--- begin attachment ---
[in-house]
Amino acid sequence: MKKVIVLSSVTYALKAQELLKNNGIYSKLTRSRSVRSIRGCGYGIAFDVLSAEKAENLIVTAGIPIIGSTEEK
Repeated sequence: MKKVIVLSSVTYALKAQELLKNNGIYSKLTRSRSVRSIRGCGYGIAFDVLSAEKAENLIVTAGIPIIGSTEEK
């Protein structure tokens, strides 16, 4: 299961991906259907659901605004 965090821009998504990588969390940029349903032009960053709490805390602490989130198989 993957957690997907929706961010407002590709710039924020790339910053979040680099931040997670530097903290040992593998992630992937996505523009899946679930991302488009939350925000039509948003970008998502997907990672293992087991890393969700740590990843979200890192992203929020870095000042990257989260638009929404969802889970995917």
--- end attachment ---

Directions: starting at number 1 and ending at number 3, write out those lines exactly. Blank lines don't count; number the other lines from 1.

[in-house]
Amino acid sequence: MKKVIVLSSVTYALKAQELLKNNGIYSKLTRSRSVRSIRGCGYGIAFDVLSAEKAENLIVTAGIPIIGSTEEK
Repeated sequence: MKKVIVLSSVTYALKAQELLKNNGIYSKLTRSRSVRSIRGCGYGIAFDVLSAEKAENLIVTAGIPIIGSTEEK